In 2006, the UAE had the highest ecological footprint per capita of any country in the world. In response, the government began the Ecological Footprint Initiative, and the footprint has since dropped. Are attitudes towards environmental protection changing? What remains to be done?
Yes, attitudes are changing on different levels. The government invests in renewable energy. [We should also] encourage the private sector to support new technologies, innovations and entrepreneurs. And on the other side, the public attitude is changing through schools and awards. They give the best award for young entrepreneurs in environment and for the best practices.
So would you advocate rather to act locally?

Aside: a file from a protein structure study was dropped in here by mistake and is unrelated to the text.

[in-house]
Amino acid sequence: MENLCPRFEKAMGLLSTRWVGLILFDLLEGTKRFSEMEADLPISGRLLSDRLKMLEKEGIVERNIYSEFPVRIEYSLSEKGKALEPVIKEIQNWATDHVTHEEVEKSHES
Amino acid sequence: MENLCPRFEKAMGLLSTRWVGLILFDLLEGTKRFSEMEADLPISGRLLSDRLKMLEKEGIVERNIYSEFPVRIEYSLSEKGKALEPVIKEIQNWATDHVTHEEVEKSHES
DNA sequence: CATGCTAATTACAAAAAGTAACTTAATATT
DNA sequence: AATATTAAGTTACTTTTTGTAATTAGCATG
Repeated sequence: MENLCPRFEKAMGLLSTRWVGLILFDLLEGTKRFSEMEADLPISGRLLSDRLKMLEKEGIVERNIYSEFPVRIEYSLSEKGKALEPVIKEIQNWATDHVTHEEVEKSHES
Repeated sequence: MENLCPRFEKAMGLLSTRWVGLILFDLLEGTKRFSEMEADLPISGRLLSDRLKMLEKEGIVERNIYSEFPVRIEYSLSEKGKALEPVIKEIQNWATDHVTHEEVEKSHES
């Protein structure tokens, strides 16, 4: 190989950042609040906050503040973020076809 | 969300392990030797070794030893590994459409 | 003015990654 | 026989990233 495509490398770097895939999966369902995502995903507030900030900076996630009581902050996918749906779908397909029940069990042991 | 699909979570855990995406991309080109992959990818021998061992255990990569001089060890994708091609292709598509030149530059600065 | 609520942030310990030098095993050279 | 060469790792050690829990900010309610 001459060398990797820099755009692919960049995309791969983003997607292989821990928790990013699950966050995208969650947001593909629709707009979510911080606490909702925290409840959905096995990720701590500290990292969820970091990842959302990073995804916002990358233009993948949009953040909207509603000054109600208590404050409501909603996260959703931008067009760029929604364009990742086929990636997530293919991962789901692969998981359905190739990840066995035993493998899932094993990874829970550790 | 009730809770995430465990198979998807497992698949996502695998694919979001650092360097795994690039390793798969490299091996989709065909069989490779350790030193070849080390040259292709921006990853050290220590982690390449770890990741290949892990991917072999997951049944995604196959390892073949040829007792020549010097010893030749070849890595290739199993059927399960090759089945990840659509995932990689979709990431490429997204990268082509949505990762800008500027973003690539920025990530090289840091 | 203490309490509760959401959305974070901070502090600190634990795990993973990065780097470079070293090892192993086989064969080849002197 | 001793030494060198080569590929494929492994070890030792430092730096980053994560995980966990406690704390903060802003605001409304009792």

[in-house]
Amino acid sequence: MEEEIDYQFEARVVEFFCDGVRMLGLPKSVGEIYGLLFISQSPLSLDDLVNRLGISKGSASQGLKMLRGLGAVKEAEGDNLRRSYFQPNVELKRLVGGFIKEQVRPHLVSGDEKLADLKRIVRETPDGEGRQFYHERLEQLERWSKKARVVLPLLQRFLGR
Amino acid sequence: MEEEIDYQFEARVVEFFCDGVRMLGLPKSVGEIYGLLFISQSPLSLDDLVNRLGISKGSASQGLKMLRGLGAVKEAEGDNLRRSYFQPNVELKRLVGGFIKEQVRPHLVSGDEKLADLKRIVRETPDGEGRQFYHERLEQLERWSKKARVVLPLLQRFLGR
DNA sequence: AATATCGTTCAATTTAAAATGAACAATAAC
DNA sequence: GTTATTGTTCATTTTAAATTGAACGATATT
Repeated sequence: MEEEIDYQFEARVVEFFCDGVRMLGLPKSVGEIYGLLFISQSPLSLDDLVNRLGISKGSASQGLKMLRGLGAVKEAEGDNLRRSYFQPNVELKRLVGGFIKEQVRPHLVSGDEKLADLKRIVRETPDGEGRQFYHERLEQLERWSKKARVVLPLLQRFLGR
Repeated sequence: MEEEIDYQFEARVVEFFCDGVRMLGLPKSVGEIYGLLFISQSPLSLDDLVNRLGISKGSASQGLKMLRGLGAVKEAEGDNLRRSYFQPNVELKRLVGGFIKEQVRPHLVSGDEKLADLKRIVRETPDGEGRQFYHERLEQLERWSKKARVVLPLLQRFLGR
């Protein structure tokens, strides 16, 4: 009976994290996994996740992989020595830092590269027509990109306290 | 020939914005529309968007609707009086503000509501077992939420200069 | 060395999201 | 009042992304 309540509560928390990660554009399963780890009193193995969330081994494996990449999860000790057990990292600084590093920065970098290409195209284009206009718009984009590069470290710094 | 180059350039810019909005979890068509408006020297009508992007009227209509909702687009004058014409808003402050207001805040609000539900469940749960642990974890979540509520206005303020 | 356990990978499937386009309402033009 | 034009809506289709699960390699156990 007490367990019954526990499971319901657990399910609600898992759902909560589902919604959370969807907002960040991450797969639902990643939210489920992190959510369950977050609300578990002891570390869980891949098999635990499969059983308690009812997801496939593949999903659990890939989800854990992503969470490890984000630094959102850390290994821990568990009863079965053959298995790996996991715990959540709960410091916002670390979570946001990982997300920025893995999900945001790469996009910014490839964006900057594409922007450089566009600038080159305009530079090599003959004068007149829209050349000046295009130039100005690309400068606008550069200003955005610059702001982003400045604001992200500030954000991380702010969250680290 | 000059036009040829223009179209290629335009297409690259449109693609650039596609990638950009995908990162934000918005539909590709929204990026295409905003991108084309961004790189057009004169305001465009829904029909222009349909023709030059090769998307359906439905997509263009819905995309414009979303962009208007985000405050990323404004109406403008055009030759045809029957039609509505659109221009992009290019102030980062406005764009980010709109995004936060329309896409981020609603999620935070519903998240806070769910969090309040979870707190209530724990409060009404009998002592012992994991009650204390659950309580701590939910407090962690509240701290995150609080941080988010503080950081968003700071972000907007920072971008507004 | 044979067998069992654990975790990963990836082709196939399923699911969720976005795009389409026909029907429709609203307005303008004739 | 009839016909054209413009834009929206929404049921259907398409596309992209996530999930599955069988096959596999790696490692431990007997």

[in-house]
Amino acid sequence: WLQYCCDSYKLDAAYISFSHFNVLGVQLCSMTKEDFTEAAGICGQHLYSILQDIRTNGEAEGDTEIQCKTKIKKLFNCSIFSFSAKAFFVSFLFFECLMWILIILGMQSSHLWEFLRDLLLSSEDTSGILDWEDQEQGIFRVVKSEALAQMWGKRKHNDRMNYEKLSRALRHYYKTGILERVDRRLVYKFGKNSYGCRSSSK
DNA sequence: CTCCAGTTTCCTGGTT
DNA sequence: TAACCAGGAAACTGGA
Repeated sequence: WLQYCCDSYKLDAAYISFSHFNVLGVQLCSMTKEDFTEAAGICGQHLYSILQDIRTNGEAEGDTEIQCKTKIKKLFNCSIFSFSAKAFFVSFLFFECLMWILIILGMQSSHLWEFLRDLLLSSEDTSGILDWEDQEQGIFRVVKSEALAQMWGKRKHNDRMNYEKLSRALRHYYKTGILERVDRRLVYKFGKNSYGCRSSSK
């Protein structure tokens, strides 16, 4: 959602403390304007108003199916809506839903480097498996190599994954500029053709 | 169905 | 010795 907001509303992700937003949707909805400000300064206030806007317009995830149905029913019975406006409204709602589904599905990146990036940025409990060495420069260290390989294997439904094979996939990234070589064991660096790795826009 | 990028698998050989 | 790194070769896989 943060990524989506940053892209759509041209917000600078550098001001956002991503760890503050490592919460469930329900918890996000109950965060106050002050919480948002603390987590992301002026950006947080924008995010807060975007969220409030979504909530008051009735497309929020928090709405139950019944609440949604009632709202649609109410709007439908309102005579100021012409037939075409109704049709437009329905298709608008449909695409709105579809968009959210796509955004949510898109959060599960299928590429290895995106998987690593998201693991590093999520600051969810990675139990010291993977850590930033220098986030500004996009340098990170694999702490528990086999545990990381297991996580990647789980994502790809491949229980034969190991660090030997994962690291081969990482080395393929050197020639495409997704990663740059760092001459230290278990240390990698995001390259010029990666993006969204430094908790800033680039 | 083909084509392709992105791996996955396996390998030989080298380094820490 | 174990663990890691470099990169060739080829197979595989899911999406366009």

Locally and globally. Now I’m starting a new initiative called Blue Youth. We are connecting young people to heaven and to earth. Where does water come from? The sky. We need to connect young people to heaven and to God. This land does not belong to me, it belongs to Him. Water connects everyone. When you look at the planet, you see more blue than green. So the water inside is, and around us, and above us—that’s the blue.
We are connecting people from different faiths on the spiritual side. We are using water to establish a foundation. The Christians have baptism. The Jewish do something similar for the spiritual state. And, as Muslims, we wash with water five times a day—it’s a combination of the physical and the spiritual. In the Hindu tradition, they go to rivers, or waterfalls, or oceans, and they do their own ceremony. Water is priceless and precious, and it is holy. We put in people’s conscience that water is not just a medium, it is a spirit, and it has a value—it’s life.
Does this partnership and connection extend to working with other oil producers in the region, not just the UAE?